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Obstructions 's Autonomy Of Self Discovery

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Obstructions to Autonomy for Self-Discovery From Jyoti to Jasmine to Kali to Jazzy to Jase to Jane, this dynamic character, an illegal Indian immigrant woman comes to America and is said to assert her autonomy in a foreign world. Tai claims “[Jasmine] achieves a sense of self-identity and self-value in the world as she searches for freedom and love in America” (Tai 71). With each name, she “avoid[s] becoming a fixed subject or identity” (Tai 66). Jasmine is reborn, however not in accordance with her own will. Tai says, “Jasmine has created many selves” (Tai 70), but has she or the men in her life and western society created these selves for her? Although Jasmine strives to find herself, patriarchal and western ideological external factors…show more content…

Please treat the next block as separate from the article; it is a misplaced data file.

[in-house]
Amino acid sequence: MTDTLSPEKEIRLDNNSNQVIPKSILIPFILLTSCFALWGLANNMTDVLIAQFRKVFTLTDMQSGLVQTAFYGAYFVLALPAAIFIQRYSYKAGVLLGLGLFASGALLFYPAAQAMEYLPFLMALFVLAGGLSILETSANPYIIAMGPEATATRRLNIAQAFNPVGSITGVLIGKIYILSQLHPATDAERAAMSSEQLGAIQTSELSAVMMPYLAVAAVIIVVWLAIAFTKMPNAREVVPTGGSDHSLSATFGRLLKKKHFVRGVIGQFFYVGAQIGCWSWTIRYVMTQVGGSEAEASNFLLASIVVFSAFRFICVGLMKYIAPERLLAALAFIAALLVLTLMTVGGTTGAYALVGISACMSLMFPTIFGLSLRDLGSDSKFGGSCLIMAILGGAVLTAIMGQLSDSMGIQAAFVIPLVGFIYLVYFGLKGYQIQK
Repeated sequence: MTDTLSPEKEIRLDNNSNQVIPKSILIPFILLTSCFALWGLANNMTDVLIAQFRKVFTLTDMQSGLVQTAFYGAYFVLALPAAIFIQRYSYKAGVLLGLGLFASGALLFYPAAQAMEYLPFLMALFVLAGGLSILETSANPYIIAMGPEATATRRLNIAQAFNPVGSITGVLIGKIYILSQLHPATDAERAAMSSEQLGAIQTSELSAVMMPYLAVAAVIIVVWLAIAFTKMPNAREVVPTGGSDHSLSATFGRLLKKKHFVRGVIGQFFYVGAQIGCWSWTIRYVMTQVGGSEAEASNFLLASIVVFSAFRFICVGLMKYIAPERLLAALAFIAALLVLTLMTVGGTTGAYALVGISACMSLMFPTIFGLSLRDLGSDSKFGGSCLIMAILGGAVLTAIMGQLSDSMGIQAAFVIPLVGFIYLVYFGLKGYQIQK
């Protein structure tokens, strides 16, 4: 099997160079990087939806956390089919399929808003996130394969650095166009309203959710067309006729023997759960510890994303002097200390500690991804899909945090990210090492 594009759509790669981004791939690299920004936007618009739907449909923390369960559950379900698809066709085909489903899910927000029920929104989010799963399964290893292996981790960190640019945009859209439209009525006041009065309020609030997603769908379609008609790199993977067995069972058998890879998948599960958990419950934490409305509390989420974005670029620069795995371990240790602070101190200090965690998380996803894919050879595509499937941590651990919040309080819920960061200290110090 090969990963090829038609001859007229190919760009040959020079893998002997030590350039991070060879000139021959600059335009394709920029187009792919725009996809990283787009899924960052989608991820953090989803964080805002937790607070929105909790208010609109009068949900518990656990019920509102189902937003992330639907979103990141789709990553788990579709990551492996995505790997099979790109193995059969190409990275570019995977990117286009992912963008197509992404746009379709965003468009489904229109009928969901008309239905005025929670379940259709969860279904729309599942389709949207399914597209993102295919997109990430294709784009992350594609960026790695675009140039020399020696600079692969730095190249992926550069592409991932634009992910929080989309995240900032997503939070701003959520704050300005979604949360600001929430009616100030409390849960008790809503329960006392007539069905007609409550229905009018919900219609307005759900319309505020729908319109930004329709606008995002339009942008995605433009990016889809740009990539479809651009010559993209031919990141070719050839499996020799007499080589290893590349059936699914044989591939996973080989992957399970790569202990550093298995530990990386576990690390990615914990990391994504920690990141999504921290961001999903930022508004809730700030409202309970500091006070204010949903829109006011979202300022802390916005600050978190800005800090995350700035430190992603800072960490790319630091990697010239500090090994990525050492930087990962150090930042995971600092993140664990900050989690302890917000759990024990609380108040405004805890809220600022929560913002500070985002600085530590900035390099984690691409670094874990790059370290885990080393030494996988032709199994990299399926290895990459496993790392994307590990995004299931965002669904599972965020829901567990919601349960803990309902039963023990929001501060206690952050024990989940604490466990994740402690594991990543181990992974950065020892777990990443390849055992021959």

Having lost her “virginity and innocence”, Jasmine realizes she must abandon her old self and establish a new identity for survival (Mukherjee 153). She meets Lillian, the “facilitator” who helps Jasmine assimilate to American culture as Jazzy, who can “walk and talk American” to conceal her foreignness (Mukherjee 131,134). Both Half-Face and Lillian pave Jasmine’s new search for identity in America. Next, Mukherjee places Jasmine in Flushing, New York with Professorji to shed light on the degenerate immigrant lifestyle in cultural enclaves to emphasize western societies pull on the formation of Jasmine’s identity. Jasmine’s refusal of this life where she feels “immured” by Indian food, language, films, news, and people illustrates her desire to dissociate herself with everything Jyoti-like (Mukherjee 148). Professorji’s family finds joy in their Indian lifestyle which serves as an escape from the America which has “drained” their dreams of family and professionalism and turned them into, “ghost[s] hanging on” (Mukherjee 147,153). Unwilling to live like them, Jasmine leaves. However, she is misguided in believing she can avoid the unlucky fate of Asians in America by attaining happiness and fulfilling her dreams. Tai says, “the Vadhera family traps her, preventing her from escaping to the nourishing and nurturing outside world” (Tai 69). In actuality, barriers placed between Asian and Americans in the outside world confine Jasmine to its views and wants for
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